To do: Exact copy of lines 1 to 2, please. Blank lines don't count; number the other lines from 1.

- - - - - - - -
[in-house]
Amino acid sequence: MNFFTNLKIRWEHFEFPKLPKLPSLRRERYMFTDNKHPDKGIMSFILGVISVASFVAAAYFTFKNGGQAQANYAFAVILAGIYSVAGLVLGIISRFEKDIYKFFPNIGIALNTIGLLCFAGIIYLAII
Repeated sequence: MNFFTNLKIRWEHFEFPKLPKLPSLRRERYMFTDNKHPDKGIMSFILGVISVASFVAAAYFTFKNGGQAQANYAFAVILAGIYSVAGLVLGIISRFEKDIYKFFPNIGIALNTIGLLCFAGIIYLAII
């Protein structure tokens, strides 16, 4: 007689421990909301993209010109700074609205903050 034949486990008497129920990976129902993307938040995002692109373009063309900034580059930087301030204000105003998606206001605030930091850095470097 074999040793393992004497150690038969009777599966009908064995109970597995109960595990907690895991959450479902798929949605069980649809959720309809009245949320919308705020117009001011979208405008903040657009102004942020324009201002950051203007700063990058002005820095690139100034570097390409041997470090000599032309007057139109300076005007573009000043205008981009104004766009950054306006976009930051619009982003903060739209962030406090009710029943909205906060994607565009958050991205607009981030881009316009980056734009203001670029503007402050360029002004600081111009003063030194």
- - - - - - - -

[in-house]
Amino acid sequence: MNFFTNLKIRWEHFEFPKLPKLPSLRRERYMFTDNKHPDKGIMSFILGVISVASFVAAAYFTFKNGGQAQANYAFAVILAGIYSVAGLVLGIISRFEKDIYKFFPNIGIALNTIGLLCFAGIIYLAII